The A2 Personal Study: Ben Vessey Provides Advice on the Most Challenging Element of Advanced Level History

By Vessey, Ben | History Review, September 2003 | Go to article overview

The A2 Personal Study: Ben Vessey Provides Advice on the Most Challenging Element of Advanced Level History


Vessey, Ben, History Review


At first glance the Personal Study unit can seem daunting. You are being asked to produce a 2,500-3,000 word essay on a subject which may interest you very much, but which you may know relatively little about when you begin work on it. What is worse, you seem pretty much on your own, with no structured lessons from your teacher. It is also worth 15 per cent of your total History A Level, a significant total when every mark is critical in the chase for a top grade.

The aim of this article is to help you select, research, write and present your study--and to reduce the sense of panic which may hit you initially. The Personal Study in fact should be looked upon as a challenge to be relished. It is certainly the most valuable part of the A Level in preparing you to face courses at university, where many of the assignments closely resemble such an exercise as this.

Choosing your Topic and Selecting a Title

This is one of the most vital stages, as selection of the wrong topic or an uninspiring question can make the whole exercise very tedious and more difficult. The critical thing is to seek advice from your teacher, and to give a lot of time and thought before finalising your choices.

Boards such as OCR do issue a list of broad titles on a range of topics, such as the role of the individual or the role of technological change in history, and you may wish to adapt one of these to suit an area of particular interest. However, you may feel that these questions are not offering what you want, in which case you can create you own--seeking advice from your teacher first.

If you have no clear preference, there is some merit in selecting an aspect from the units you are studying. This may not be exactly adventurous, but it can have the advantage of enhancing your understanding of the topics on which you will later be examined. It is also likely that your teachers will have more knowledge, and the department more resources, in this area. But if you have a burning ambition to study Gandhi or the Arab-Israeli Conflicts, then go for it!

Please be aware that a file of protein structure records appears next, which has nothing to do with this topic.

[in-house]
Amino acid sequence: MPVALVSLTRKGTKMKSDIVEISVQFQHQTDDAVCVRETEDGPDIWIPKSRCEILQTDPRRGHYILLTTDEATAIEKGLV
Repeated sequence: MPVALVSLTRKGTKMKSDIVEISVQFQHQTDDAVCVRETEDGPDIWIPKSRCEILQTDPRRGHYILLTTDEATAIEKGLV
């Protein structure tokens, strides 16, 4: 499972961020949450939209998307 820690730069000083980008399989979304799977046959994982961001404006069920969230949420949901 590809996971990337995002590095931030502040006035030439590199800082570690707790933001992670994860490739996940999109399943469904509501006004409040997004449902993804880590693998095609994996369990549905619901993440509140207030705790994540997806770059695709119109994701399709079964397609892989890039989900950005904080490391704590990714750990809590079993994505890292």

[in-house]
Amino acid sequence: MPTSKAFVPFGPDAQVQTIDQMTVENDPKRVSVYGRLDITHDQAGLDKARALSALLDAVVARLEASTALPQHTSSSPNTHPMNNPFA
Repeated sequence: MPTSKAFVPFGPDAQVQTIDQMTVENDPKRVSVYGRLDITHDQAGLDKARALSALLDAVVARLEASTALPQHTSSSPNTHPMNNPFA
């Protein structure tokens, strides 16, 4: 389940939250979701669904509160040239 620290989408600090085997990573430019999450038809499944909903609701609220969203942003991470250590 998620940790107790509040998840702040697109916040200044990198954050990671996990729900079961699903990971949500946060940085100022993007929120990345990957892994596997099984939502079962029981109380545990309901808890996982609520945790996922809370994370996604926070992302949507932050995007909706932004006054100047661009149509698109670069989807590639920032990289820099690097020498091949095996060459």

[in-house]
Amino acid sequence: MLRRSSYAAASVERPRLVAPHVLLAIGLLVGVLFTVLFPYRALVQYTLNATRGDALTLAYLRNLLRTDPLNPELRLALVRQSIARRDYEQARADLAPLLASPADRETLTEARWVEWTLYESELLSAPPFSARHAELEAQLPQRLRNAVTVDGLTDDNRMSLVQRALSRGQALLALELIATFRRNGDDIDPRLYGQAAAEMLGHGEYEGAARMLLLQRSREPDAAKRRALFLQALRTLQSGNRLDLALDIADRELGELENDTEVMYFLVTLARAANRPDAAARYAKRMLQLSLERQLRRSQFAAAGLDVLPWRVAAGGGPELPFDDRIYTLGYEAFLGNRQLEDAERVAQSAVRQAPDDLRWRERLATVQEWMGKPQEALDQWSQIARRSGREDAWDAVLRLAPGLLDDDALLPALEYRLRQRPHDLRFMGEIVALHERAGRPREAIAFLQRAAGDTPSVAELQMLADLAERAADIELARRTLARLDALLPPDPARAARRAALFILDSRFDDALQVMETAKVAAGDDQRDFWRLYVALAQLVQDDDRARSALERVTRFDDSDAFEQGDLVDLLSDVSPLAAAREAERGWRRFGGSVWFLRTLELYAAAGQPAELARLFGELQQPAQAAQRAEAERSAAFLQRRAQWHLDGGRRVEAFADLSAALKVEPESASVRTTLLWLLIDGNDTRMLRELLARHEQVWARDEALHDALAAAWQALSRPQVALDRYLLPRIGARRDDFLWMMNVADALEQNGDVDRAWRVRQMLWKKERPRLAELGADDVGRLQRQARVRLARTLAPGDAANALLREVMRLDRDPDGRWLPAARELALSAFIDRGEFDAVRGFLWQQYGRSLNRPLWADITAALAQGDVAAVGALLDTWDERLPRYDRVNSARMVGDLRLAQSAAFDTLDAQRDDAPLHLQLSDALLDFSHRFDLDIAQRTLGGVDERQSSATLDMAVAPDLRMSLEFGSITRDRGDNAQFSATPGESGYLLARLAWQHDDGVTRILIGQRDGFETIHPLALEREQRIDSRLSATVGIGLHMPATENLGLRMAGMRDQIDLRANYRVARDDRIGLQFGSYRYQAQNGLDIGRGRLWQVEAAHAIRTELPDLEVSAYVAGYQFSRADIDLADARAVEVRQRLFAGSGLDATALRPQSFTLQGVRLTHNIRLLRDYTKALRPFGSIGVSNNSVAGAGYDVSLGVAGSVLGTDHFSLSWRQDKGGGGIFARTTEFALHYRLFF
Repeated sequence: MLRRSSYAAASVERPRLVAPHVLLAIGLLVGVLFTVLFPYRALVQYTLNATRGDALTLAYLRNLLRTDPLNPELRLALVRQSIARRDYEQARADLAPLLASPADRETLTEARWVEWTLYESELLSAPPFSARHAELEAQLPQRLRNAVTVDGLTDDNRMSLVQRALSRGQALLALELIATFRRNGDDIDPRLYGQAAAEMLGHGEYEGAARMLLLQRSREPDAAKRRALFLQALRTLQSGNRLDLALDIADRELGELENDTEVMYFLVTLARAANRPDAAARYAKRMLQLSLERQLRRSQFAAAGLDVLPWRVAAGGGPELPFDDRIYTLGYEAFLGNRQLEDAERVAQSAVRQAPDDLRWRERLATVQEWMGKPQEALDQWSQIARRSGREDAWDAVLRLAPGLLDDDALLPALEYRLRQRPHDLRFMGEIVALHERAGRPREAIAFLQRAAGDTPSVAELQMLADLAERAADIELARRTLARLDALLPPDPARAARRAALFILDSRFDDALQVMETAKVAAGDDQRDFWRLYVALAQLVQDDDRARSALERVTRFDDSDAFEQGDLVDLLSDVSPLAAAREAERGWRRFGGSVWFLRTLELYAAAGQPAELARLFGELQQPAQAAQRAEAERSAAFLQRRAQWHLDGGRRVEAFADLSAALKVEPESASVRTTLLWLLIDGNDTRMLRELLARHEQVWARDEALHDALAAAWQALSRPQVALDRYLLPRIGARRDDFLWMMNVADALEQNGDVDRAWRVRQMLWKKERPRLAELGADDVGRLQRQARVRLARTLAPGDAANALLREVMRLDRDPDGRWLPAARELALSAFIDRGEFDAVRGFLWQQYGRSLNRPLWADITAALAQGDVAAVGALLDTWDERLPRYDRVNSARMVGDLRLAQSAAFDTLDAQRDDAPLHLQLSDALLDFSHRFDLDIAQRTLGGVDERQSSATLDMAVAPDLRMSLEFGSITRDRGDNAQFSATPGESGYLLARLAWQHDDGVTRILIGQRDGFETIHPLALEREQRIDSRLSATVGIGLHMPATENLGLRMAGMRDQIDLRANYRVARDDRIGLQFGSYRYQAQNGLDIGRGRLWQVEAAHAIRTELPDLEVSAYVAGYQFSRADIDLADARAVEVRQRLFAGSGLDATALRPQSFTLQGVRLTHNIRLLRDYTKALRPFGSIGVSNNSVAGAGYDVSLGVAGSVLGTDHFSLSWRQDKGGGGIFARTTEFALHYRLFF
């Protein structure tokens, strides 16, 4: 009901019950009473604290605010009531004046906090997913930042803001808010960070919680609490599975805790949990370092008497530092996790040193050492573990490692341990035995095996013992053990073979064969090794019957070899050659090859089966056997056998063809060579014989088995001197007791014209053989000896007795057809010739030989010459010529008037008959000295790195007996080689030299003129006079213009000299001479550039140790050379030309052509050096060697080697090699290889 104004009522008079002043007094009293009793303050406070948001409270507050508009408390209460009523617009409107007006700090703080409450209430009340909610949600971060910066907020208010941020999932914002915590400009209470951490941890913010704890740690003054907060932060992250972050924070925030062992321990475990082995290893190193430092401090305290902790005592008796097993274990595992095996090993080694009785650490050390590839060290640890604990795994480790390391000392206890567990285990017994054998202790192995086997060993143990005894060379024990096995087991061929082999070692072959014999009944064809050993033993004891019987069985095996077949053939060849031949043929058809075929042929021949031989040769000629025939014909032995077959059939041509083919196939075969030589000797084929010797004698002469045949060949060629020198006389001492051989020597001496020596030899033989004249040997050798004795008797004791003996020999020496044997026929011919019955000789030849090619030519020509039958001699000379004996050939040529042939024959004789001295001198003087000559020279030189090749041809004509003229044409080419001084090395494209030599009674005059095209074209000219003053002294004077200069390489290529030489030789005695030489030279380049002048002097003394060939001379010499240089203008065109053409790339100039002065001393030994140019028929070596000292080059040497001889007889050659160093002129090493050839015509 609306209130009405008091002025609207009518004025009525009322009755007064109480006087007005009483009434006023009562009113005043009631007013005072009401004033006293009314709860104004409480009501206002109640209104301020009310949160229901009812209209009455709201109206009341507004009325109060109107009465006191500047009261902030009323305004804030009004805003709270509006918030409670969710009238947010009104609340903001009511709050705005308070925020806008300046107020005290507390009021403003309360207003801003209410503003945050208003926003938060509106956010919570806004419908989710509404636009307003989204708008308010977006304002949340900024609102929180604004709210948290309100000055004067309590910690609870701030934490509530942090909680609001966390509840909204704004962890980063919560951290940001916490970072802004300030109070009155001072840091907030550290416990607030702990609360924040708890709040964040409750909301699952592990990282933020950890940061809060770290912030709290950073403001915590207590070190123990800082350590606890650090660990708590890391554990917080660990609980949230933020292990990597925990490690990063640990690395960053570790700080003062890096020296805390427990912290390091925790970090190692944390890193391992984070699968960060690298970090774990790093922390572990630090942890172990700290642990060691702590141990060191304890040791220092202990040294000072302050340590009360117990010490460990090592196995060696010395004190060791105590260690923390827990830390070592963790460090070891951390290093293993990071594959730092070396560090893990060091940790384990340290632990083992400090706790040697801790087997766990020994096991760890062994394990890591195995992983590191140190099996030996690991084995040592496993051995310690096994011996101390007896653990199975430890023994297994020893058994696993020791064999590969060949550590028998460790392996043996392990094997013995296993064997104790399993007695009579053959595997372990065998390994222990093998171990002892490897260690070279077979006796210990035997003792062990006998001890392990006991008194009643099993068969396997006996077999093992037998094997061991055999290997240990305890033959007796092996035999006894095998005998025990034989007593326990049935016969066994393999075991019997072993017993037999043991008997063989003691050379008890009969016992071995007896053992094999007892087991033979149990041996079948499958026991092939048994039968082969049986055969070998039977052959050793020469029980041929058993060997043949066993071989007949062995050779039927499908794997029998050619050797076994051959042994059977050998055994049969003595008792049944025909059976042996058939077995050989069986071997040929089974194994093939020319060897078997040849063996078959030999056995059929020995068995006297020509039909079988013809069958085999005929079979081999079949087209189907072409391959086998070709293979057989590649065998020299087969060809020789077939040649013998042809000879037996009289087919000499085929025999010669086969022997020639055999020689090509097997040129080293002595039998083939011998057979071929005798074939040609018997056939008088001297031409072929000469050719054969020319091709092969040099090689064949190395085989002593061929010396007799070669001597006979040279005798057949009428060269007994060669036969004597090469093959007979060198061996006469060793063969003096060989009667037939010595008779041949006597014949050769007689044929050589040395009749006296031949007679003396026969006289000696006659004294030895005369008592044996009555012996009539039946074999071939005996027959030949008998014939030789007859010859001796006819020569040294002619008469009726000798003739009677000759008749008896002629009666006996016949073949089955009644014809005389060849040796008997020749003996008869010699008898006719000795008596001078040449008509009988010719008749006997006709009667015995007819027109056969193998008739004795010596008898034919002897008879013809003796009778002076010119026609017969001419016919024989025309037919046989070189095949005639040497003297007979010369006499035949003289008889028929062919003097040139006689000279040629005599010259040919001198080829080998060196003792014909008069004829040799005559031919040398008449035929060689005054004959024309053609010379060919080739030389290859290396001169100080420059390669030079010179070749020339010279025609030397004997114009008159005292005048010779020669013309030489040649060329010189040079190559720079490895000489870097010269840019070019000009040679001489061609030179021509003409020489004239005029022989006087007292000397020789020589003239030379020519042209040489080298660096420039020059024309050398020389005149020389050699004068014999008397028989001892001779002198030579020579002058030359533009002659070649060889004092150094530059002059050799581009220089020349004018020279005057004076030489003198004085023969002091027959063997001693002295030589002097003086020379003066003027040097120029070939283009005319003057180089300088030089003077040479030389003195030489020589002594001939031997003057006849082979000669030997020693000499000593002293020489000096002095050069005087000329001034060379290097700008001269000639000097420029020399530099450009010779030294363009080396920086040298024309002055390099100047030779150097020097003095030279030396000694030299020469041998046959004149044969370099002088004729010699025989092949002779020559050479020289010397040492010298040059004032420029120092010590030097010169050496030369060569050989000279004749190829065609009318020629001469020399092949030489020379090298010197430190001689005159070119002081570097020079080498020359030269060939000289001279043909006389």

Once you have targeted a topic you need to ensure that there are sufficient resources available to conduct a viable study. Ideally, you need to gain access to a range of secondary sources and some primary material. Evaluation of a range of different sources is generally allocated specific marks. Aim to include at least eight serious titles in your bibliography. The Horrible History of the Tudors will not win the approval of the examiner.

There are many places to locate resources. Your local library will help, but don't forget that loan periods are often short. Your school librarian (if you have one) will also help to track down titles. A good source of information are the various historical journals, such as History Review, which carry accessible articles on mainstream topics, and which usually provide titles for further reading. The internet can be helpful, but beware: it is a huge resource and identifying what is of value can be time-consuming. It is best to use the net when you have some specific angles to research. Record Offices may yield some information for local projects, but again this can take up time. If you are considering buying a book make very sure your purchase is worth the money.

When you have selected a topic and identified some resources, you need to finalise your title. This must take the form of a clear, analytical question which raises some specific issues for discussion. For example, 'Was the Collapse of the Tsarist regime primarily the fault of Nicholas II?' is a title which allows a candidate to explore a range of different causes and to make judgements about the degree of significance of each one. It will also allow a study of the views of historians who will have differing interpretations on this question--again a common assessment criterion.

It is important to get your question right at the outset or the exam board will reject your proposal, wasting your time and energy. …

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